Linux 4.8 released, Bootlin contributions

Adelie PenguinLinux 4.8 has been released on Sunday by Linus Torvalds, with numerous new features and improvements that have been described in details on LWN: part 1, part 2 and part 3. KernelNewbies also has an updated page on the 4.8 release. We contributed a total of 153 patches to this release. LWN also published some statistics about this development cycle.

Our most significant contributions:

  • Boris Brezillon improved the Rockchip PWM driver to avoid glitches basing that work on his previous improvement to the PWM subsystem already merged in the kernel. He also fixed a few issues and shortcomings in the pwm regulator driver. This is finishing his work on the Rockchip based Chromebook platforms where a PWM is used for a regulator.
  • While working on the driver for the sii902x HDMI transceiver, Boris Brezillon did a cleanup of many DRM drivers. Those drivers were open coding the encoder selection. This is now done in the core DRM subsystem.
  • On the support of Atmel platforms
    • Alexandre Belloni cleaned up the existing board device trees, removing unused clock definitions and starting to remove warnings when compiling with the Device Tree Compiler (dtc).
  • On the support of Allwinner platforms
    • Maxime Ripard contributed a brand new infrastructure, named sunxi-ng, to manage the clocks of the Allwinner platforms, fixing shortcomings of the Device Tree representation used by the existing implementation. He moved the support of the Allwinner H3 clocks to this new infrastructure.
    • Maxime also developed a driver for the Allwinner A10 Digital Audio controller, bringing audio support to this platform.
    • Boris Brezillon improved the Allwinner NAND controller driver to support DMA assisted operations, which brings a very nice speed-up to throughput on platforms using NAND flashes as the storage, which is the case of Nextthing’s C.H.I.P.
    • Quentin Schulz added support for the Allwinner R16 EVB (Parrot) board.
  • On the support of Marvell platforms
    • Grégory Clément added multiple clock definitions for the Armada 37xx series of SoCs.
    • He also corrected a few issues with the I/O coherency on some Marvell SoCs
    • Romain Perier worked on the Marvell CESA cryptography driver, bringing significant performance improvements, especially for dmcrypt usage. This driver is used on numerous Marvell platforms: Orion, Kirkwood, Armada 370, XP, 375 and 38x.
    • Thomas Petazzoni submitted a driver for the Aardvark PCI host controller present in the Armada 3700, enabling PCI support for this platform.
    • Thomas also added a driver for the new XOR engine found in the Armada 7K and Armada 8K families

Here are in details, the different contributions we made to this release:

Embedded Linux Projects Using Yocto Project Cookbook

Embedded Linux Projects Using Yocto Project Cookbook Cover

We were kindly provided a copy of Embedded Linux Projects Using Yocto Project Cookbook, written by Alex González. It is available at Packt Publishing, either in an electronic format (DRM free) or printed.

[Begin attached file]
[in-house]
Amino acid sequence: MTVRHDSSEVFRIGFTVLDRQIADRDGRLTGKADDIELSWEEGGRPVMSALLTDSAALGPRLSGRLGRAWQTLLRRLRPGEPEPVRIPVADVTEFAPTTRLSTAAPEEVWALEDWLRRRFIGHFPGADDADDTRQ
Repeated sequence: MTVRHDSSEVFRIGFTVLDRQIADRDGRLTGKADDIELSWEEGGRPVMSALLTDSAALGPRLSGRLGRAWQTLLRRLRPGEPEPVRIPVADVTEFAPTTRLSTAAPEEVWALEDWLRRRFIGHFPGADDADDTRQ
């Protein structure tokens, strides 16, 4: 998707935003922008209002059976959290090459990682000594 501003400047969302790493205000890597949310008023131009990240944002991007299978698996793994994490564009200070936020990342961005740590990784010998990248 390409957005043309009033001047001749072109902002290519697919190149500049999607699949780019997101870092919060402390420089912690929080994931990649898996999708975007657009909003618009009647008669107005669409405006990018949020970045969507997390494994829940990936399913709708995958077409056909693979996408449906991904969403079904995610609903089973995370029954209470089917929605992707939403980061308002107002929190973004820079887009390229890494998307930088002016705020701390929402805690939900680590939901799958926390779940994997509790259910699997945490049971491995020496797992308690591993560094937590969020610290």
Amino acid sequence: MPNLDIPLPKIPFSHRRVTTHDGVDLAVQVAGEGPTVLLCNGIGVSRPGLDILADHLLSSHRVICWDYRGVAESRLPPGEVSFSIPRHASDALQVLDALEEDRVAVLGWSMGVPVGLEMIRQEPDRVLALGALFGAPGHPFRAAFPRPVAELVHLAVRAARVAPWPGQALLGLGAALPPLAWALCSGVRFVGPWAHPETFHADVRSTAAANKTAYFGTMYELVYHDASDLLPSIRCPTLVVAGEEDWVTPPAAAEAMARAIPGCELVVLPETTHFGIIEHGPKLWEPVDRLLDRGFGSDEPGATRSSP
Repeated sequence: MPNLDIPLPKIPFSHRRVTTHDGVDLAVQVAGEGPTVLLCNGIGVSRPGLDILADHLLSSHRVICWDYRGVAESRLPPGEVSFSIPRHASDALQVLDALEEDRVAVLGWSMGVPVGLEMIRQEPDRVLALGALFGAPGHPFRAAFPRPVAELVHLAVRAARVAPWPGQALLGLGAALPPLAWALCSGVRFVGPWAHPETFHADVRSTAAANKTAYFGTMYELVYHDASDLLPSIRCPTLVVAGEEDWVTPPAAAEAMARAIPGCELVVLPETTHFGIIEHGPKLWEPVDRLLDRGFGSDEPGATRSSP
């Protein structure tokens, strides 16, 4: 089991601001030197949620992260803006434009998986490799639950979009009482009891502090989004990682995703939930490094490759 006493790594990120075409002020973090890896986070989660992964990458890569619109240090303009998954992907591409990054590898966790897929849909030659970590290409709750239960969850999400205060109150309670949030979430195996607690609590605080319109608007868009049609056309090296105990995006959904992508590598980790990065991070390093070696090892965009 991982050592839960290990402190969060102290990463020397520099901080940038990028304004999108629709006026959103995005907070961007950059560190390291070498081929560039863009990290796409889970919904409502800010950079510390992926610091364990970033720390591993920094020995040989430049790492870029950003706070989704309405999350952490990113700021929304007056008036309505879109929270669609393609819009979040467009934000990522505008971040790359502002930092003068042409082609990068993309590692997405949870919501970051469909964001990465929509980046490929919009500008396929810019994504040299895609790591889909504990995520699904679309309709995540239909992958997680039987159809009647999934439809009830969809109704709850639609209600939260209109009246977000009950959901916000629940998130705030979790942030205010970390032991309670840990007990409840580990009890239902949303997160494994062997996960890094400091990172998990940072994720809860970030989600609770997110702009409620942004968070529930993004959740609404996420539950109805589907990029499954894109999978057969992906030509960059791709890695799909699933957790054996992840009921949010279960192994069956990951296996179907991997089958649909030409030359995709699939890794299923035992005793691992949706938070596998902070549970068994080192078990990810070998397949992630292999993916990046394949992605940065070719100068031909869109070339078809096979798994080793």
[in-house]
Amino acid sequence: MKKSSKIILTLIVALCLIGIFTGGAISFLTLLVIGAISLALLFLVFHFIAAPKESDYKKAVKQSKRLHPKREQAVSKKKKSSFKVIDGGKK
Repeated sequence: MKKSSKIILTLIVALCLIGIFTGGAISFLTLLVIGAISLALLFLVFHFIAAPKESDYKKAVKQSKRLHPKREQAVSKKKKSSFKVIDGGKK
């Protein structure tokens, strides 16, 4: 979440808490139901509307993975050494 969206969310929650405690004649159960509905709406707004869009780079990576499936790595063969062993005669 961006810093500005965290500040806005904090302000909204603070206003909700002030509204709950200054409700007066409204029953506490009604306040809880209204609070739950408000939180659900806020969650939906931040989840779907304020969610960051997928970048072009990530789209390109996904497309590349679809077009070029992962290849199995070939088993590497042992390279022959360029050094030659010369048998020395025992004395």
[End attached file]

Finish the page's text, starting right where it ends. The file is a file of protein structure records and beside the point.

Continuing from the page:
It is written as a cookbook so it is a set of recipes that you can refer to and solve your immediate problems instead of reading it from cover to cover. While, as indicated by the title, the main topic is embedded development using Yocto Project, the book also includes generic embedded Linux tips, like debugging the kernel with ftrace or debugging a device tree from U-Boot.

The chapters cover the following topics:

  • The Build System: an introduction to Yocto Project.
  • The BSP Layer: how to build and customize the bootloader and the Linux kernel, plenty of tips on how to debug kernel related issues.
  • The Software layer: covers adding a package and its configuration, selecting the initialization manager and making a release while complying with the various licenses.
  • Application development: using the SDK, various IDEs (Eclipse, Qt creator), build systems (make, CMake, SCons).
  • Debugging, Tracing and Profiling: great examples and tips for the usage of gdb, strace, perf, systemtap, OProfile, LTTng and blktrace.

The structure of the book makes it is easy to find the answers you are looking for and also explains the underlying concepts of the solution. It is definitively of good value once you start using Yocto Project.

Bootlin is also offering a Yocto Project and OpenEmbedded training course (detailed agenda) to help you start with your projects. If you’re interested, join one of the upcoming public training sessions, or order a session at your location!

Bootlin registered as Yocto Project Participant.

Yocto_Project_Badge_Participant_Web_RGB
Earlier this month, Bootlin applied and was elected Yocto Project Participant by the Yocto Project Advisory Board. This badge is awarded to people and companies actively participating to the Yocto Project and promoting it.

We have mainly contributed to the meta-fsl-arm and meta-fsl-arm-extra layers but we also have some contributions in OpenEmbedded Core and in the meta-ti layer.